Freshman interest groups: Linking social and academic experiences of first-year students

Date of Award


Degree Type


Degree Name

Doctor of Philosophy (PhD)


Higher Education


Vincent Tinto


social experiences

Subject Categories

Educational Assessment, Evaluation, and Research


A qualitative case study of students in Freshman Interest Groups (FIGs) at a large public research university in the United States was conducted. The intent of the study was to understand, from the students' point of view, how participation in FIGs influenced students' learning experiences, and how those learning experiences fit in with their broader experiences as first-year students.

Three one-week site visits were made during the 1991-1992 academic year; during the second and last week of classes in the Fall quarter, and during the middle week of the Spring quarter. Data collection consisted of participant observation in 12 classrooms, and 43 interviews with 24 students. Data analysis consisted of reviewing fieldnotes and transcripts, developing working hypotheses, and examining themes that emerged. The mainframe computer package Qualog was used to assist with data analysis.

Results were presented in three sections: (1) social interactions in college, (2) student views of the academic experience, and (3) student views of learning. Much of the influence of the FIGs was in the realm of social relationships between students and their peers. Comments focused on students' social interactions with peers, Peer Advisors, TAs, and professors. The importance of these social interactions was that they formed the social context within which learning occurred.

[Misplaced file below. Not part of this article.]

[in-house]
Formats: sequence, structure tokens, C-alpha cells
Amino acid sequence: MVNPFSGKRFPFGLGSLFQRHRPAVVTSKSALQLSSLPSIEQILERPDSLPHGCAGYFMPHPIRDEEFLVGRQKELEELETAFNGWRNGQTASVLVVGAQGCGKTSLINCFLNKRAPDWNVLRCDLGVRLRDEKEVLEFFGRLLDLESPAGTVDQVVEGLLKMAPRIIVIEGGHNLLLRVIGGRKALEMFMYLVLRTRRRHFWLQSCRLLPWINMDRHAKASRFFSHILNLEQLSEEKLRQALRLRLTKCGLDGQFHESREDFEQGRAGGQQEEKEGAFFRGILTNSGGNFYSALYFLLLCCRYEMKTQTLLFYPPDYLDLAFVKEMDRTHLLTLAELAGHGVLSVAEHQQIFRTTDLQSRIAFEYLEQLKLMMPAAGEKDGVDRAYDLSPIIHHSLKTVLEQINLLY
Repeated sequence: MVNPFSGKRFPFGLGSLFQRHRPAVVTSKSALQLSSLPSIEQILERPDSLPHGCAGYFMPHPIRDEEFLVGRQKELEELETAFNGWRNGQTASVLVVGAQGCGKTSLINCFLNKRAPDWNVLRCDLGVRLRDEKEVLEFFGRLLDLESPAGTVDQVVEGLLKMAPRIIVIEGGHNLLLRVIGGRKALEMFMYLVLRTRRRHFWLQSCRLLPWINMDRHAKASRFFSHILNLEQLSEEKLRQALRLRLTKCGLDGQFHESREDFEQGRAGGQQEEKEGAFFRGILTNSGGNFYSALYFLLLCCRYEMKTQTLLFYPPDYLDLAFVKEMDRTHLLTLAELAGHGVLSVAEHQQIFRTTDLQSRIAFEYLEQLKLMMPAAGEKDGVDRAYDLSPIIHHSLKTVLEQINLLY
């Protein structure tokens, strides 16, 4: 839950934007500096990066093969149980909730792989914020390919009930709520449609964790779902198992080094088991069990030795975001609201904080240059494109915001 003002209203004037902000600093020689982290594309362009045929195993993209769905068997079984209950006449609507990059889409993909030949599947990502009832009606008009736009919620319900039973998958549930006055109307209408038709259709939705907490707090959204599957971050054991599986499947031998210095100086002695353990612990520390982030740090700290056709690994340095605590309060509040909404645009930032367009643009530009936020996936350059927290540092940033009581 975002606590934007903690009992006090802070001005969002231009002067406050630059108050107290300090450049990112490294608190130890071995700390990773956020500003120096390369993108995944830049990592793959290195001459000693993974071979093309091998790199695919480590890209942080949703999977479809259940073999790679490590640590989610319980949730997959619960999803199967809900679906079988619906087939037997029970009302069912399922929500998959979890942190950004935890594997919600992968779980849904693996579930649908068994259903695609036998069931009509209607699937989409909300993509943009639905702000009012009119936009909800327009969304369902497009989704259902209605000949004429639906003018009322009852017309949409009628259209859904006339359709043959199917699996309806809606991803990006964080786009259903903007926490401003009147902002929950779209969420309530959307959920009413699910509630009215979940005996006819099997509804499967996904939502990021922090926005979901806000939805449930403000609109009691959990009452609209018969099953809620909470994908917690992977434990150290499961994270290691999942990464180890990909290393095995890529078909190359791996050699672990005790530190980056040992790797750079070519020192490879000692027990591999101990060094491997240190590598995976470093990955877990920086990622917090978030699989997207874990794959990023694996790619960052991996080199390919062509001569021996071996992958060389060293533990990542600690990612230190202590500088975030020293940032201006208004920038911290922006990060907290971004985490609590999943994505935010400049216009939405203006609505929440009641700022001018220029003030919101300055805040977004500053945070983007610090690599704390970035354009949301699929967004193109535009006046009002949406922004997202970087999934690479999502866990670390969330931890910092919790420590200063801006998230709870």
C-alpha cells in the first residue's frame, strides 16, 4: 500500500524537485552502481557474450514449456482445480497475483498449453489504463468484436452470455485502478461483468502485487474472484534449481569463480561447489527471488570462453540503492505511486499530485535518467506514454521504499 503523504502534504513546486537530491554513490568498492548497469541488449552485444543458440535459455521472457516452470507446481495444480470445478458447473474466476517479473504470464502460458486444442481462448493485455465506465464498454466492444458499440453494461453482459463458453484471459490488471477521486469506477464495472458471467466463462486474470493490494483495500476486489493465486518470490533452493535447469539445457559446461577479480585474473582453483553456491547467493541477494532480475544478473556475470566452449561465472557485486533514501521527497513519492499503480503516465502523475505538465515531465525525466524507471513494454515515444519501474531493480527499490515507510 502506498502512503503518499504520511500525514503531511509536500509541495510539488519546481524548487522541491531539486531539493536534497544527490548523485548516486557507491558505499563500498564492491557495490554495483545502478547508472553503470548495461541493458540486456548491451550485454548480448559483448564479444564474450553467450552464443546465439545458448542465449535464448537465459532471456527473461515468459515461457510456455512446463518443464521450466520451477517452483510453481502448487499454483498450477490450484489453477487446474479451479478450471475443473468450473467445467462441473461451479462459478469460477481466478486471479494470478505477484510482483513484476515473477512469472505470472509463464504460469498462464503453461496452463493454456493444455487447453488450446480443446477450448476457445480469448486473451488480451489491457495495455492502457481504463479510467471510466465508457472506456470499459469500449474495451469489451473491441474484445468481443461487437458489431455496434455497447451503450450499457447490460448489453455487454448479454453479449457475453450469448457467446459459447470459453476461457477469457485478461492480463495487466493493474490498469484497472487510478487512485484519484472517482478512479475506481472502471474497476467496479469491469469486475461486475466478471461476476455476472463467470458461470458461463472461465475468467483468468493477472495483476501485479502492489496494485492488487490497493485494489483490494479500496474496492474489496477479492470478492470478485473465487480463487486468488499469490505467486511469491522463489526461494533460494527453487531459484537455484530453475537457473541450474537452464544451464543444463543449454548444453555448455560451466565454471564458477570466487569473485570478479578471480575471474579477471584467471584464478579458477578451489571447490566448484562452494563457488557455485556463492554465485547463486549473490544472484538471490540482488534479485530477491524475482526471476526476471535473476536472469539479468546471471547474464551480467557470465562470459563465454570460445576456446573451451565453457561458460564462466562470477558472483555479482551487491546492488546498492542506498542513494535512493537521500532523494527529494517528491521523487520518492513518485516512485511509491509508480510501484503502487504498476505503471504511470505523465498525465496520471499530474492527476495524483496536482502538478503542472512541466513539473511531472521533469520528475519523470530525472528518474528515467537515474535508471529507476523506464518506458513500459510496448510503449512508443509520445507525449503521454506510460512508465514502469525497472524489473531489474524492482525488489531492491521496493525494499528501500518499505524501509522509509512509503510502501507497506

Students' predominant view of the academic experience was that large classes, combined with a lecture style of teaching created an atmosphere of alienation, distance, and detachment. Under these conditions, students reacted in a variety of ways: sitting passively in classes, skipping classes, and/or buying notes for classes. Students seldom spoke of the content of their courses, therefore it was difficult to determine how much they were intellectually engaged.

Students viewed their learning in a number of ways: as collecting information, as related to talking, and in relation to grades. Some students saw the learning process as one of collecting as much information as possible; grades indicated whether that information had been collected correctly. Other students learned better when they were able to relate the class information to personal experiences and talk about them with their peers.


Surface provides description only. Full text is available to ProQuest subscribers. Ask your Librarian for assistance.